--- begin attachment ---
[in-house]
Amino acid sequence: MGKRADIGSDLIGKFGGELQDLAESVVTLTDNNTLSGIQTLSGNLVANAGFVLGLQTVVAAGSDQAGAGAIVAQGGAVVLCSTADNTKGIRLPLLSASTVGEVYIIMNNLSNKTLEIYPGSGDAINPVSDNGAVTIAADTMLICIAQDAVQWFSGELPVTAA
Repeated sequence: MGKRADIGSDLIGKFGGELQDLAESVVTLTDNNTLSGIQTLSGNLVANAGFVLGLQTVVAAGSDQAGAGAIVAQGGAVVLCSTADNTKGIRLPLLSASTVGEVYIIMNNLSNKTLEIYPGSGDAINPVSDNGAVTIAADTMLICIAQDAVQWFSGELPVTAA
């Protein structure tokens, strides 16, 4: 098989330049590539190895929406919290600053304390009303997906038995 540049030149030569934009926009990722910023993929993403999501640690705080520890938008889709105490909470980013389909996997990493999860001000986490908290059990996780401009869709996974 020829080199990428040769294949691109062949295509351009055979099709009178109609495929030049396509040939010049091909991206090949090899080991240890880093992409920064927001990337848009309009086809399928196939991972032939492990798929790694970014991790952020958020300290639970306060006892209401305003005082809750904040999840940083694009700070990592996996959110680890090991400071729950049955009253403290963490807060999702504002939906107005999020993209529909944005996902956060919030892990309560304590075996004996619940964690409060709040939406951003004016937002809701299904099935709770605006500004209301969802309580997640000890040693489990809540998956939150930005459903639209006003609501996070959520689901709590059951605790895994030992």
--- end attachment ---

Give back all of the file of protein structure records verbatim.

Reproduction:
[in-house]
Amino acid sequence: MGKRADIGSDLIGKFGGELQDLAESVVTLTDNNTLSGIQTLSGNLVANAGFVLGLQTVVAAGSDQAGAGAIVAQGGAVVLCSTADNTKGIRLPLLSASTVGEVYIIMNNLSNKTLEIYPGSGDAINPVSDNGAVTIAADTMLICIAQDAVQWFSGELPVTAA
Repeated sequence: MGKRADIGSDLIGKFGGELQDLAESVVTLTDNNTLSGIQTLSGNLVANAGFVLGLQTVVAAGSDQAGAGAIVAQGGAVVLCSTADNTKGIRLPLLSASTVGEVYIIMNNLSNKTLEIYPGSGDAINPVSDNGAVTIAADTMLICIAQDAVQWFSGELPVTAA
């Protein structure tokens, strides 16, 4: 098989330049590539190895929406919290600053304390009303997906038995 540049030149030569934009926009990722910023993929993403999501640690705080520890938008889709105490909470980013389909996997990493999860001000986490908290059990996780401009869709996974 020829080199990428040769294949691109062949295509351009055979099709009178109609495929030049396509040939010049091909991206090949090899080991240890880093992409920064927001990337848009309009086809399928196939991972032939492990798929790694970014991790952020958020300290639970306060006892209401305003005082809750904040999840940083694009700070990592996996959110680890090991400071729950049955009253403290963490807060999702504002939906107005999020993209529909944005996902956060919030892990309560304590075996004996619940964690409060709040939406951003004016937002809701299904099935709770605006500004209301969802309580997640000890040693489990809540998956939150930005459903639209006003609501996070959520689901709590059951605790895994030992």